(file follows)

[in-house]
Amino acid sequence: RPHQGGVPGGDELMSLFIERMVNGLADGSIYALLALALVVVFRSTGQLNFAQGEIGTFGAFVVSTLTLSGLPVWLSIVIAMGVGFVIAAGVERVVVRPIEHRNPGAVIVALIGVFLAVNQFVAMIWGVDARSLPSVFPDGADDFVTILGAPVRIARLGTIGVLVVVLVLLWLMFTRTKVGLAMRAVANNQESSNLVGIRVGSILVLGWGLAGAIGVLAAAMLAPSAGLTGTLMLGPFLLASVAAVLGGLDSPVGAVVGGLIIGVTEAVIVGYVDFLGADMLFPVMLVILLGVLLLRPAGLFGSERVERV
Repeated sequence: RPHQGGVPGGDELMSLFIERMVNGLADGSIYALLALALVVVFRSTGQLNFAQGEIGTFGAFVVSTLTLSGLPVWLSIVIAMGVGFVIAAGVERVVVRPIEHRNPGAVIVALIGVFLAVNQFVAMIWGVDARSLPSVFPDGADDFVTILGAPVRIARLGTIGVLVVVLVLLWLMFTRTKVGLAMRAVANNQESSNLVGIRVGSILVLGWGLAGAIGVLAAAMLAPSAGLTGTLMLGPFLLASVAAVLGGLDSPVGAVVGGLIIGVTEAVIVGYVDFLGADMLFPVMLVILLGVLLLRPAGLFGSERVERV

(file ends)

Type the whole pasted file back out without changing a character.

[in-house]
Amino acid sequence: RPHQGGVPGGDELMSLFIERMVNGLADGSIYALLALALVVVFRSTGQLNFAQGEIGTFGAFVVSTLTLSGLPVWLSIVIAMGVGFVIAAGVERVVVRPIEHRNPGAVIVALIGVFLAVNQFVAMIWGVDARSLPSVFPDGADDFVTILGAPVRIARLGTIGVLVVVLVLLWLMFTRTKVGLAMRAVANNQESSNLVGIRVGSILVLGWGLAGAIGVLAAAMLAPSAGLTGTLMLGPFLLASVAAVLGGLDSPVGAVVGGLIIGVTEAVIVGYVDFLGADMLFPVMLVILLGVLLLRPAGLFGSERVERV
Repeated sequence: RPHQGGVPGGDELMSLFIERMVNGLADGSIYALLALALVVVFRSTGQLNFAQGEIGTFGAFVVSTLTLSGLPVWLSIVIAMGVGFVIAAGVERVVVRPIEHRNPGAVIVALIGVFLAVNQFVAMIWGVDARSLPSVFPDGADDFVTILGAPVRIARLGTIGVLVVVLVLLWLMFTRTKVGLAMRAVANNQESSNLVGIRVGSILVLGWGLAGAIGVLAAAMLAPSAGLTGTLMLGPFLLASVAAVLGGLDSPVGAVVGGLIIGVTEAVIVGYVDFLGADMLFPVMLVILLGVLLLRPAGLFGSERVERV